On parenting—in terms of raising a Teenager that is–what I’ve discovered is this: I can’t parent based on how I was raised. And the way I was raised? My parents did what they could with what was available to them. Me, right now, I have to adapt to what is available to me. At 53, at a career crossroads, no partner, impending college tuition. My parents, while trapped in a fractured marriage, operated as a parental unit. My parents owned their one-level three bedroom ranch with a sun room, a basement, a front and backyard; I rent my compact apartment, mismatched furniture, much of it embedded with burnt candle stains. I had chores: I mowed the lawn once it turned lush and green, I raked the leaves in the fall, I helped my mother with the occasional yard sale. Chores in my home is less regulated, more based on consideration of the other. My Teenager has agency over her bedroom, she clears the table on the rare occasion I cook dinner, and when FreshDirect drops off groceries, if I’m not home, she’ll put things away. We don’t own a laundry machine and I don’t like roaming into the building laundromat, so I drop our laundry off; in retrospect, my mother did not learn me the laundry. I got those skills from the first man I lived with, in my twenties. When I left my home, I had to have cash in hand as ATM’s were not invented yet; when my Teenager leaves, I ask her if she has money and if she doesn’t, I advise her to take money out of my wallet. I always have cash in the wallet, like my Dad did, although the circumstances are ever so different. My Dad was a New York City Taxi Driver and he always had a wad of cash in his front pocket and asking for money was not an option, we were so poor. I’m not well-off but for a very long time, I was comfortable. In my parents’ home, I did the dishes, so that I could talk on the phone, which cost money per minute; we have a dishwasher now, there are never dirty dishes in the sink, and phone plans are as much of a succubus today as they were in the 70s. In my parents home, my father fixed things and my mother tended to things and public transportation was a ten block walk in any direction. As an adult, I live in a building where there is a super that can change the lightbulbs and when I want to see life, I walk the streets of New York. I don’t drive, I Lyft. I don’t mind if The Teenager is laying in her bed, watching Netflix and/or reviewing her social media feed. I did a version of that as a teen, locked in my room, radio blasting, hiding from my parents. I didn’t want to be around them, in the living room, watching TV. I remember, very clearly, how much I questioned everything. I loved my parents but they were not my anchors. And when I became a parent, I found my way as one, separate from theirs, in the way that was familiar to me. I didn’t settle into life in the burbs (nothing wrong with that!), I chose to be in the concrete jungle. I am not wistful about my life as a teen, or how I used to run with scissors or how I used to spend my time. My parents built their lives in Queens. They threw raucous New Years Eve parties and they fought a fuckton and they found comfort in being loud. It’s not how I live now and those practices don’t apply to the way life is for my daughter. There is no “in my day” in my home; “my day” is happening right now. I don’t see why I would impose what I knew then upon her now. Values, well that’s another matter, for another post, on another day. (This is a revised repost from April, 2017).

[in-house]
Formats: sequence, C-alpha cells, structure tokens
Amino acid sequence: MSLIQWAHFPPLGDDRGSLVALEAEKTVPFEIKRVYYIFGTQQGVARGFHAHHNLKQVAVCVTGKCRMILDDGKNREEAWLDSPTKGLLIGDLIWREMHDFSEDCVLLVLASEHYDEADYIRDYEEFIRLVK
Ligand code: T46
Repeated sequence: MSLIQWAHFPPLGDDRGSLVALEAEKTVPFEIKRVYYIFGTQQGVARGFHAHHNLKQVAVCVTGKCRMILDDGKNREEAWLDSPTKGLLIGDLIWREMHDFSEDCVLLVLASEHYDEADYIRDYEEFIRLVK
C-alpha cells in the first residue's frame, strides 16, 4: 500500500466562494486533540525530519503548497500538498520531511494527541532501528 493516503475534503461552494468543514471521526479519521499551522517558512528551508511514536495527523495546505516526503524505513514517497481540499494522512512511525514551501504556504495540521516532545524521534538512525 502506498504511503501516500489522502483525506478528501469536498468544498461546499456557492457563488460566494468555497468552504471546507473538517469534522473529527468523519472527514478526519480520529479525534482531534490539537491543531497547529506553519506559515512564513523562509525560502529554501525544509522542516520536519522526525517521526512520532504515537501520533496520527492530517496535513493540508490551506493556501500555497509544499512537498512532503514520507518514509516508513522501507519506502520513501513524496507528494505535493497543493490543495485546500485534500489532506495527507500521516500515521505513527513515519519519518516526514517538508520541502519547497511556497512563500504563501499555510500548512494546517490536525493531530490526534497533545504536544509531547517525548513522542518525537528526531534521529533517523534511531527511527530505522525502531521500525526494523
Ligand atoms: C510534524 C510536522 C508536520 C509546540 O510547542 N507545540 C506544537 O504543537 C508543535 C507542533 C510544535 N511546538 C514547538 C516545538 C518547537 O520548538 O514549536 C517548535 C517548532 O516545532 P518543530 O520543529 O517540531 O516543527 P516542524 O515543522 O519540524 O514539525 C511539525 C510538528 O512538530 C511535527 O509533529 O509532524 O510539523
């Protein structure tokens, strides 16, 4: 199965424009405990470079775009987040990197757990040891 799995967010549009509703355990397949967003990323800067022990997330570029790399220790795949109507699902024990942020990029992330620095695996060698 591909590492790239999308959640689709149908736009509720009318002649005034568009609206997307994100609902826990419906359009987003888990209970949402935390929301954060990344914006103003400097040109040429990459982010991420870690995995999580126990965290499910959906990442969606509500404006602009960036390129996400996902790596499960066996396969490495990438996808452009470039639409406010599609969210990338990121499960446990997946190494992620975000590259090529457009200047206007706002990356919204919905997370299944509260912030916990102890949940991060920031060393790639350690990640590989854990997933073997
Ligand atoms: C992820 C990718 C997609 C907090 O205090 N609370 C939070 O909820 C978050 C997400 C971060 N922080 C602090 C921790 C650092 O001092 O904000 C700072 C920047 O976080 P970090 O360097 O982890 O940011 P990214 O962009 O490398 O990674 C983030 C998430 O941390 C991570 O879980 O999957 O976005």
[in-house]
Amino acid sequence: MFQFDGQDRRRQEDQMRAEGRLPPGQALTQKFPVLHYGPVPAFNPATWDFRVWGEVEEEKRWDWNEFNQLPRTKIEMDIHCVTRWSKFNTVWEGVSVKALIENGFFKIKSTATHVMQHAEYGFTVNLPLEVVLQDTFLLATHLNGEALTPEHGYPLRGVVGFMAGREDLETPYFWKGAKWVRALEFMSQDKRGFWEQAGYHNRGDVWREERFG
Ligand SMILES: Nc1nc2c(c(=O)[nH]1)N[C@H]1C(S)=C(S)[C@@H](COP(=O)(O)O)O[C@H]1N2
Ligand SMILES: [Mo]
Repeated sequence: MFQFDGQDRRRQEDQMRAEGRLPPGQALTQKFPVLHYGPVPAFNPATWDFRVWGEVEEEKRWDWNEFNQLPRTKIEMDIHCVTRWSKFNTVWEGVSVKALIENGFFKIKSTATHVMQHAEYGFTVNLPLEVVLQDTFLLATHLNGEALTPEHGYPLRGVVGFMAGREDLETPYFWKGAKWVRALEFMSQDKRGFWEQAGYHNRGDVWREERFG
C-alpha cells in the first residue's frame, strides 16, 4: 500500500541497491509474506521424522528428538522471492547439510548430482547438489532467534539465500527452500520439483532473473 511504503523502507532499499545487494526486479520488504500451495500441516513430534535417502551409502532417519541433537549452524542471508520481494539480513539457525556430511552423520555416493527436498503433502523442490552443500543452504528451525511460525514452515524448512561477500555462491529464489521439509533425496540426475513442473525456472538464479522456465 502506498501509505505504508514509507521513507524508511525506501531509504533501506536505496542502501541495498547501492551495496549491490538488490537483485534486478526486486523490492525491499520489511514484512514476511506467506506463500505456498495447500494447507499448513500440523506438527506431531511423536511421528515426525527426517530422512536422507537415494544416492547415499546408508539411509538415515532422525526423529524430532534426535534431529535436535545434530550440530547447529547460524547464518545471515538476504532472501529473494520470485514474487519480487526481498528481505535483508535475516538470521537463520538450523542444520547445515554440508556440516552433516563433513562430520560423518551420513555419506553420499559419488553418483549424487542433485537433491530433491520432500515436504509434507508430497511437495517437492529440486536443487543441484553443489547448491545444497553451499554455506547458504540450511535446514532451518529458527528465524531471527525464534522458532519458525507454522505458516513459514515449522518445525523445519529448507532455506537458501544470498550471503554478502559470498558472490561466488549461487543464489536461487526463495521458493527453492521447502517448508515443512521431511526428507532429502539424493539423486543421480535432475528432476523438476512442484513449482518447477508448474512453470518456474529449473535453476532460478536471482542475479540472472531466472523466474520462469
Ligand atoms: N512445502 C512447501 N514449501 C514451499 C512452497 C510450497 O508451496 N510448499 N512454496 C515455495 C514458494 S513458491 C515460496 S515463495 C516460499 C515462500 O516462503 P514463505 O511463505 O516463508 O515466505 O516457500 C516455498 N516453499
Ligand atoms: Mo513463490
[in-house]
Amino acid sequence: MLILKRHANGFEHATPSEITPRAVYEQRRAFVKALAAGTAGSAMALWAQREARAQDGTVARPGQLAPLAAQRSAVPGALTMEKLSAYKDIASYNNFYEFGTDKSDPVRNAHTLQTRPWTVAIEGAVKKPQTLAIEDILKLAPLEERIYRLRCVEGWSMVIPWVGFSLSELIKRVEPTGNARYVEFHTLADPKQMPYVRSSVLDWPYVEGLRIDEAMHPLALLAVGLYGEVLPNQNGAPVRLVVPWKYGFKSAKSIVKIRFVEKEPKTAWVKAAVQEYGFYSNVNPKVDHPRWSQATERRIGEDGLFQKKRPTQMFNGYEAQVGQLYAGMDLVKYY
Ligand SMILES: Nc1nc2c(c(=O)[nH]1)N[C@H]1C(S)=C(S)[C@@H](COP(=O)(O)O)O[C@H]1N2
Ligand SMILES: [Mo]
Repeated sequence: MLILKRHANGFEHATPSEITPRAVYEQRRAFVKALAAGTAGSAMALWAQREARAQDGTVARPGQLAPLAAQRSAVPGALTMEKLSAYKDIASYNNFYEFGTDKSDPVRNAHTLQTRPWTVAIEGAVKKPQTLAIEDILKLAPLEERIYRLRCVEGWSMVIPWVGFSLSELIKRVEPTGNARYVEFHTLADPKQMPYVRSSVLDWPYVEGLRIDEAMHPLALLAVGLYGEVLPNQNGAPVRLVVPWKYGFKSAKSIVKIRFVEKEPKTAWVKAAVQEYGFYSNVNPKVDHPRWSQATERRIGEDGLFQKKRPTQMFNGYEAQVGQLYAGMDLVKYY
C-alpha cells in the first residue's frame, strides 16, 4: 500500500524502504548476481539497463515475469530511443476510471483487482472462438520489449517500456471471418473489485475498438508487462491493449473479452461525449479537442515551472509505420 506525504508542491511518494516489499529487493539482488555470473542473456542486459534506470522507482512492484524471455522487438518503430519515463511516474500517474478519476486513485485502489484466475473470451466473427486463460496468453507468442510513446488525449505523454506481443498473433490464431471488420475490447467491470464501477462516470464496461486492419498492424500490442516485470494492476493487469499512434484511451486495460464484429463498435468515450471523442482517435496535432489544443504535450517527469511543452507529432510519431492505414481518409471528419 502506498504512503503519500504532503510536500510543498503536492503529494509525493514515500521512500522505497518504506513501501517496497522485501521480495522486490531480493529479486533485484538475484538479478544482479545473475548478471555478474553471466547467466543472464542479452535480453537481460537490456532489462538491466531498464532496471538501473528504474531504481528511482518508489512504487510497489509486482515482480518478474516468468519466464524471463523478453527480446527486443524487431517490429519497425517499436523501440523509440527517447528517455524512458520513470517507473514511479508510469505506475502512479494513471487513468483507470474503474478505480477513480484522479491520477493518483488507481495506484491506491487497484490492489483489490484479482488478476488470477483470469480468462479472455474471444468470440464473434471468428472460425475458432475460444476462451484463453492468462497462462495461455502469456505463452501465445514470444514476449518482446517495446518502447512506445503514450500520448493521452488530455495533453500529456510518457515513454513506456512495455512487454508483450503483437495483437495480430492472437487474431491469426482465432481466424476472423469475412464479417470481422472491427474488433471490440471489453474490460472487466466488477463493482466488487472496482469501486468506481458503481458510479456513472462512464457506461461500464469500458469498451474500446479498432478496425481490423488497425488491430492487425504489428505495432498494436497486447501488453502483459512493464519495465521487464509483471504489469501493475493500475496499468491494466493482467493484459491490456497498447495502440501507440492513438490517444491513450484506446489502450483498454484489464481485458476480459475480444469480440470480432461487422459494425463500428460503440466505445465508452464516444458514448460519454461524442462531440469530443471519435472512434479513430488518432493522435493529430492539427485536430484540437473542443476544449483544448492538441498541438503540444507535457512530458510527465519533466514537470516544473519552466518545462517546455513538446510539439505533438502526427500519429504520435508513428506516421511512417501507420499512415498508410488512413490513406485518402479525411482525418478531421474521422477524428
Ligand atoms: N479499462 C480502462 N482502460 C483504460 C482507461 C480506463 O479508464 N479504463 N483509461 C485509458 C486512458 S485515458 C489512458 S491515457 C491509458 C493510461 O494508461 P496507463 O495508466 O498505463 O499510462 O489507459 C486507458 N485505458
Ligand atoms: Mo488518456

I love Hils. And I love when she teams up with the talented people of Late Night.
And hello, Samantha Bee.
Kathryn O’Kane’s riveting MeToo tally. Not even half of it by the way.
It’s so frustrating watching reporters trying to get movie stars to talk MeToo.
Gloria Feldt: “Well, it turned out to be the best thing ever to take a new job at 54, because nothing clears your brain more than having a whole set of different issues to deal with, a whole new learning curve. And at that point in your life, you actually know what you’re doing.”
A BeeGees musical? Yes, please.
For the love of dogs!
Your first time!
And now have a laugh with Eliza Skinner.